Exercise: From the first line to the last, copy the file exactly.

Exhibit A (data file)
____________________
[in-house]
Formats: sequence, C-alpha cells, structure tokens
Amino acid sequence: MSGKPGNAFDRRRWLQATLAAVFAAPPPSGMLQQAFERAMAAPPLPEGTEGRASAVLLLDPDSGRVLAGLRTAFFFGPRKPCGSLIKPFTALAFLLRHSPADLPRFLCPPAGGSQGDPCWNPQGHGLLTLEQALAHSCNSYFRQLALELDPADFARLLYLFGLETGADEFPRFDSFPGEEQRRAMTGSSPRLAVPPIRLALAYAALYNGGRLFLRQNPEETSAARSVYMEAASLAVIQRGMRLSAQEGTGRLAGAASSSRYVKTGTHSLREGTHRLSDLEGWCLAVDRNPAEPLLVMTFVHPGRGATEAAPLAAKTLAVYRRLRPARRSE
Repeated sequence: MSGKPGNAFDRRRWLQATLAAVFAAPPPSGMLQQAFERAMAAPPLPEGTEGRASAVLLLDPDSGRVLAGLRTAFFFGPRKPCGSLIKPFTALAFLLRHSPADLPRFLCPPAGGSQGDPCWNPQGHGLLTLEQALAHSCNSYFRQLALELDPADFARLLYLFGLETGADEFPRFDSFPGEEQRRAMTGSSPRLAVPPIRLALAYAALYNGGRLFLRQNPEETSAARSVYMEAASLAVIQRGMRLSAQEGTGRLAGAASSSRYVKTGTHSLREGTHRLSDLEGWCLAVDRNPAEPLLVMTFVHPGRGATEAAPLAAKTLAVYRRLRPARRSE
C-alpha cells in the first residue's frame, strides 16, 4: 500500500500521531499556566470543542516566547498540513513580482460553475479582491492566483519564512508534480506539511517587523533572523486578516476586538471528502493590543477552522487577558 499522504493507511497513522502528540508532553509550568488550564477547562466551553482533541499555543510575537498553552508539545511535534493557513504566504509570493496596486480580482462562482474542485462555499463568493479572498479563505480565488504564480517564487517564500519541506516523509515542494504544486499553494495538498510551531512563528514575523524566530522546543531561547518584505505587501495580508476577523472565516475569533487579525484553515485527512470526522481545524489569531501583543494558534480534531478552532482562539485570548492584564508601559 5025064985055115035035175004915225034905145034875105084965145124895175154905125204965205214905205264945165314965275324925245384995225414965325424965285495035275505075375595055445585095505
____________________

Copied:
[in-house]
Formats: sequence, C-alpha cells, structure tokens
Amino acid sequence: MSGKPGNAFDRRRWLQATLAAVFAAPPPSGMLQQAFERAMAAPPLPEGTEGRASAVLLLDPDSGRVLAGLRTAFFFGPRKPCGSLIKPFTALAFLLRHSPADLPRFLCPPAGGSQGDPCWNPQGHGLLTLEQALAHSCNSYFRQLALELDPADFARLLYLFGLETGADEFPRFDSFPGEEQRRAMTGSSPRLAVPPIRLALAYAALYNGGRLFLRQNPEETSAARSVYMEAASLAVIQRGMRLSAQEGTGRLAGAASSSRYVKTGTHSLREGTHRLSDLEGWCLAVDRNPAEPLLVMTFVHPGRGATEAAPLAAKTLAVYRRLRPARRSE
Repeated sequence: MSGKPGNAFDRRRWLQATLAAVFAAPPPSGMLQQAFERAMAAPPLPEGTEGRASAVLLLDPDSGRVLAGLRTAFFFGPRKPCGSLIKPFTALAFLLRHSPADLPRFLCPPAGGSQGDPCWNPQGHGLLTLEQALAHSCNSYFRQLALELDPADFARLLYLFGLETGADEFPRFDSFPGEEQRRAMTGSSPRLAVPPIRLALAYAALYNGGRLFLRQNPEETSAARSVYMEAASLAVIQRGMRLSAQEGTGRLAGAASSSRYVKTGTHSLREGTHRLSDLEGWCLAVDRNPAEPLLVMTFVHPGRGATEAAPLAAKTLAVYRRLRPARRSE
C-alpha cells in the first residue's frame, strides 16, 4: 500500500500521531499556566470543542516566547498540513513580482460553475479582491492566483519564512508534480506539511517587523533572523486578516476586538471528502493590543477552522487577558 499522504493507511497513522502528540508532553509550568488550564477547562466551553482533541499555543510575537498553552508539545511535534493557513504566504509570493496596486480580482462562482474542485462555499463568493479572498479563505480565488504564480517564487517564500519541506516523509515542494504544486499553494495538498510551531512563528514575523524566530522546543531561547518584505505587501495580508476577523472565516475569533487579525484553515485527512470526522481545524489569531501583543494558534480534531478552532482562539485570548492584564508601559 5025064985055115035035175004915225034905145034875105084965145124895175154905125204965205214905205264945165314965275324925245384995225414965325424965285495035275505075375595055445585095505